Many people spend their 20s getting some unhealthy behaviours out of their system — like sleeping until 2pm on Saturdays and spending all their disposable cash on new kicks.
But your 30s are an ideal time to cement the habits that will help you achieve personal and professional fulfilment for the rest of your life.
Here are 10 lifestyle tweaks you can make in your 30s to lay the foundation for lifelong success:
1. Stop smoking.
If you’ve started smoking, stop immediately, suggests Quora user Cyndi Perlman Fink.
While you can’t undo the damage you may have already incurred from smoking, research suggests that those who quit before age 40 have a 90% lower mortality risk than those who continue.
2. Start going to sleep and waking up at the same time every day.
It might be tempting to use the weekends to recoup your sleep debt, but Nan Waldman recommends you hit the hay and wake up around the same time every single day.
If you oversleep for even a few days, experts say you risk resetting your body clock to a different cycle, so you’ll start getting tired later in the day. Avoid a lifetime of sleep issues by sticking to bedtime and wakeup routines whenever you can.
3. Start exercising regularly.
“Try to move yourself as much as possible,” says Alistair Longman. “It doesn’t matter if it’s walking, cycling, running, weightlifting, hiking, swimming — as long as it involves some movement.”
In the later half of your 30s, you start losing muscle mass, so it’s especially important to exercise at this time. But remember to choose physical activities you really love, since you’re less likely to continue exercising if you dislike your workouts.
4. Start keeping a journal.
“Journal your life! Your written records will entertain and endear in your future,” writes Mark Crawley.
Even if you’d prefer to keep your musings to yourself, putting your thoughts and feelings on paper can help you deal with stressful events.
5. Start saving money.
“Building the habit of saving early means you’ll continue it further down the line,” says Cliff Gilley.
It might seem like your golden years are a lifetime away, but the earlier you start saving, the more time your money has to accrue interest.
6. Start pursuing a life dream.
“Don’t delay pursuing your life goals,” writes Bill Karwin. “Want to buy a house? Have kids? Write a book? Pick one of those life goals and get started. What can you do between now and the end of the year to embark on one of them?”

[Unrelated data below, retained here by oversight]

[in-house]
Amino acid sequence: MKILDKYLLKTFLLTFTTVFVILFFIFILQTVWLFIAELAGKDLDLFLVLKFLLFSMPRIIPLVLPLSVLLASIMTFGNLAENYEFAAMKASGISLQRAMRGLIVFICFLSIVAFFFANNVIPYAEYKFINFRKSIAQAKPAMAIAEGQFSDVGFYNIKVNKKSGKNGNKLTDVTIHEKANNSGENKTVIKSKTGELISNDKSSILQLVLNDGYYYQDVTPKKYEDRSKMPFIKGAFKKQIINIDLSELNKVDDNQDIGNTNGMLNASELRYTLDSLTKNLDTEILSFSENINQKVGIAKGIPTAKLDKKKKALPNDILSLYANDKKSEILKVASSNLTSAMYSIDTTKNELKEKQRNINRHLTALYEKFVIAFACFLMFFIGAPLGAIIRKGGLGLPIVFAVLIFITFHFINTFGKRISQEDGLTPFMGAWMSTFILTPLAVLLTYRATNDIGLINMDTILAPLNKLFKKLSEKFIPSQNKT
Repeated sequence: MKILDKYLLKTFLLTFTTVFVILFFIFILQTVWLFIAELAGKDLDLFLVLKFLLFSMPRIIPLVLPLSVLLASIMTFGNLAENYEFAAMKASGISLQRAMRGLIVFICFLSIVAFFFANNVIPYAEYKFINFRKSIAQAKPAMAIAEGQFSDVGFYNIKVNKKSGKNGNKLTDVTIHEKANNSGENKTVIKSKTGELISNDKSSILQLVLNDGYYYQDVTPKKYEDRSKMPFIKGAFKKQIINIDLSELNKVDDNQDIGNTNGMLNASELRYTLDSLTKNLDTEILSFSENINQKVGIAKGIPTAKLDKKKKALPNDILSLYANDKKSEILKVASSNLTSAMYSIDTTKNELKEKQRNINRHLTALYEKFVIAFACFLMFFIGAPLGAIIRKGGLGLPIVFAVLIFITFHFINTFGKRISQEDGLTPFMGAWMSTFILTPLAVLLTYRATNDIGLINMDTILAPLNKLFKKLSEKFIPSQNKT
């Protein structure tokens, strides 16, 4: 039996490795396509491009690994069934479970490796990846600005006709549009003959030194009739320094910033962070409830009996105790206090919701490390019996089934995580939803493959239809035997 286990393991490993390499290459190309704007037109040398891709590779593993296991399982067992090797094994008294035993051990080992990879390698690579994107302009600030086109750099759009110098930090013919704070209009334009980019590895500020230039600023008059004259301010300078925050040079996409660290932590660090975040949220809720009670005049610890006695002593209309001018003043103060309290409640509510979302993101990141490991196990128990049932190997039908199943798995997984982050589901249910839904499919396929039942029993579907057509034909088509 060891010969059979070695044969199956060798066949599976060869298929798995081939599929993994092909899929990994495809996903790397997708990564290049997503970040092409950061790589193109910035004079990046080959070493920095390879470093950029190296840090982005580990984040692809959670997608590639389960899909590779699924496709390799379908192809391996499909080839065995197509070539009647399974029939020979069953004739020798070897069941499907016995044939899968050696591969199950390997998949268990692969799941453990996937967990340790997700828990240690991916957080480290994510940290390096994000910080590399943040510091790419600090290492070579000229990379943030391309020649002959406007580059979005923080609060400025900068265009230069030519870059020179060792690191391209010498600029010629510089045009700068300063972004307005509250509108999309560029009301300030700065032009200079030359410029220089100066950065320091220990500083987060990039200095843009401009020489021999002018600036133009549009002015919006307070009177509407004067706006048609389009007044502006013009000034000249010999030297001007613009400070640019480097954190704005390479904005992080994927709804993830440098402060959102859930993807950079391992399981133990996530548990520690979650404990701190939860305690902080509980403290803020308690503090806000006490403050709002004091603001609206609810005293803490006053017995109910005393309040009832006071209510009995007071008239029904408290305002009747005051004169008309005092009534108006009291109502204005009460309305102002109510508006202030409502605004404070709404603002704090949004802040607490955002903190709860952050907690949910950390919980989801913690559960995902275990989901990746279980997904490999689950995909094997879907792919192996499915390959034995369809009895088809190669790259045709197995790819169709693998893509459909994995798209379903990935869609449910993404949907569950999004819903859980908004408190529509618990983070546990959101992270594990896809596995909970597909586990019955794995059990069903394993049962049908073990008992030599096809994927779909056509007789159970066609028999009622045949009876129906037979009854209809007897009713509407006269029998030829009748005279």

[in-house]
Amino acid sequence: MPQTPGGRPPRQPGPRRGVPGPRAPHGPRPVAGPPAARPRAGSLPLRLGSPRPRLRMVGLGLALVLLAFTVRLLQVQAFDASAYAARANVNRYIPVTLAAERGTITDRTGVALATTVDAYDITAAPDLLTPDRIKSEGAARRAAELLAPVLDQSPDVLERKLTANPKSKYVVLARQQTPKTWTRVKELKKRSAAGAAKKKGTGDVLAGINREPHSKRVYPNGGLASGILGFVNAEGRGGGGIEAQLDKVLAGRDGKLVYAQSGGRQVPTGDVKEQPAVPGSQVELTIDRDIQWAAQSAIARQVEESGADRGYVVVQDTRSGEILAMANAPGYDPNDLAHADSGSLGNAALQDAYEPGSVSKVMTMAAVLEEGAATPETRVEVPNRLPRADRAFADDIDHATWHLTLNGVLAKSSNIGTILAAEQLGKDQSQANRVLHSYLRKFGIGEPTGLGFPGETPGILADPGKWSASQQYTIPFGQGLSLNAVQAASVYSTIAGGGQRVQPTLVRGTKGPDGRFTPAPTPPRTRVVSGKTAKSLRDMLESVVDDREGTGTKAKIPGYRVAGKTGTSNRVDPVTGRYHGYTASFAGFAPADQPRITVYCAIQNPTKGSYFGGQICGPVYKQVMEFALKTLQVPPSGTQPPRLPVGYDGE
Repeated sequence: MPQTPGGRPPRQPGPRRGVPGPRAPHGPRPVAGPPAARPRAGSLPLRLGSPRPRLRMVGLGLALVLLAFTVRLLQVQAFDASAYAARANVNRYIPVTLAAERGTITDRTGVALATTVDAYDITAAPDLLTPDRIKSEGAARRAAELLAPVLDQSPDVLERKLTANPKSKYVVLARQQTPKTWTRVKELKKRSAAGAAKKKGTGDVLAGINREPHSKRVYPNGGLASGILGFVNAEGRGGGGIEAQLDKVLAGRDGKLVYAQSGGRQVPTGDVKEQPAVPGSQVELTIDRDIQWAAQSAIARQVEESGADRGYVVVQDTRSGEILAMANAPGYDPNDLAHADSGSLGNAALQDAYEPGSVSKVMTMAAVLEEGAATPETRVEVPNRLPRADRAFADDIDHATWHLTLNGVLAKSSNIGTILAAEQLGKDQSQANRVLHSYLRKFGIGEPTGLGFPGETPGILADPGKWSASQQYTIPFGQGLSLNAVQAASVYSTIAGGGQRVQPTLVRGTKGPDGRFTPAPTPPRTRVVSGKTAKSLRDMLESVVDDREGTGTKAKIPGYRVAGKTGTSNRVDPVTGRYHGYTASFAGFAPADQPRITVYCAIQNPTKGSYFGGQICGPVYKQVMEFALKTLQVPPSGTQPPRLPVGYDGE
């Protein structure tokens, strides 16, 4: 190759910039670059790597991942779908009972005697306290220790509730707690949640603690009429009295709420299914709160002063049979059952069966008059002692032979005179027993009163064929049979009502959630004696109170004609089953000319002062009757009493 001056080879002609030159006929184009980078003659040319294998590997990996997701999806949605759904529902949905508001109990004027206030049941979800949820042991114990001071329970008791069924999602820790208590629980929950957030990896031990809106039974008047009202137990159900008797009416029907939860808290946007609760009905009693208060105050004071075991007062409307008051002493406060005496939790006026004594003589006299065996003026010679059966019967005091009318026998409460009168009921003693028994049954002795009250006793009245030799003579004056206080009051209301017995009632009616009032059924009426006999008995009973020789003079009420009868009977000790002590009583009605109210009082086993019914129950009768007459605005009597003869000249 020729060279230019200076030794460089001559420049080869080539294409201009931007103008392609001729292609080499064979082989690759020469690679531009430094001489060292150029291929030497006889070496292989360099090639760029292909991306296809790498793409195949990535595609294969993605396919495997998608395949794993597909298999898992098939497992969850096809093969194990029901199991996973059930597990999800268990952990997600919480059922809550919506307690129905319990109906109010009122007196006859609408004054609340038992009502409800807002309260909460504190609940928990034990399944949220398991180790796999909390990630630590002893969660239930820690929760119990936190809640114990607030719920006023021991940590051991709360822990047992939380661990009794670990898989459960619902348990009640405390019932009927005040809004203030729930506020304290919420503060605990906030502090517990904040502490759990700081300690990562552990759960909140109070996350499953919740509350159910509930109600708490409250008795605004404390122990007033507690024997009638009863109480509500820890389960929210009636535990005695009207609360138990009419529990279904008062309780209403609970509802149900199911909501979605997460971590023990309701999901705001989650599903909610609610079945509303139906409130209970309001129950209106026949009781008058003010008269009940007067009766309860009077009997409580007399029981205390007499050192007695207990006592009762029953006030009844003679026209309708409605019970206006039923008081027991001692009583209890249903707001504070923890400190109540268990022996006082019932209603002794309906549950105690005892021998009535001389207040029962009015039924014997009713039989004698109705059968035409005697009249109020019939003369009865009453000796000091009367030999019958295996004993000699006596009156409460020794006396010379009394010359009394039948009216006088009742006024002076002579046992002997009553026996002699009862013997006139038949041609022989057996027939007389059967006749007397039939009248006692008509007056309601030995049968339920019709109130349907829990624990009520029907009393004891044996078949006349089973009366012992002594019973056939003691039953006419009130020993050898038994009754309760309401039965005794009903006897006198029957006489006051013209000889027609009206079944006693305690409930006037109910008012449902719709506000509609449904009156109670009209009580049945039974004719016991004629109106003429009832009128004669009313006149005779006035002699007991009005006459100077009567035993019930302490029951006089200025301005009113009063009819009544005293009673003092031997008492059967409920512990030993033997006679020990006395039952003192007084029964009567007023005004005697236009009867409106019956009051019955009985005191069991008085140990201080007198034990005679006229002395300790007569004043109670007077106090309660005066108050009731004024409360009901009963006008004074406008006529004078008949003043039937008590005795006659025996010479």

7. Start learning to be happy with what you have.
“If you are content with what you have, you will have a happier life,” says Robert Walker.
It’s really about gratitude: Research suggests that appreciating what you have can increase happiness and decrease negative feelings. Perhaps that’s why Oprah Winfrey kept a daily gratitude journal for years.
8. Stop thinking you need to satisfy everyone.
“After I reached 30, I stopped feeling the need to please everyone. You can choose your friends and contacts more carefully,” says Kevin Teo. In particular, Teo realised he wasn’t obligated to be nice to people who were unfriendly toward him.
Whether you decide to whittle down your Facebook friends to a mere 500 or simply hang out more with the people who make you happy, it’s important to invest your time and energy wisely.
9. Stop comparing yourself to others.
“If you are unable to do some things in life compared to your siblings and friends, then please be at peace with yourself,” advises Mahesh Kay. “Don’t be harsh on yourself.”
As one psychotherapist writes, constantly peering over your shoulder to see what others are doing doesn’t help you accomplish your goals. You’d be better off spending time thinking about what you want to achieve and evaluating your progress on those fronts.
10. Start forgiving yourself for your mistakes.
“Forgive yourself your mistakes. We all make plenty of them. Don’t dwell on the errors of the past — learn from them, let them go, and move ahead,” writes Liz Palmer.
One social psychologist says that self-compassion (the ability to forgive yourself and learn from your mistakes) is the key driver of success. That’s likely because people who practice self-compassion see their weaknesses as changeable and try to avoid making the same errors in the future.
Credit: The Independent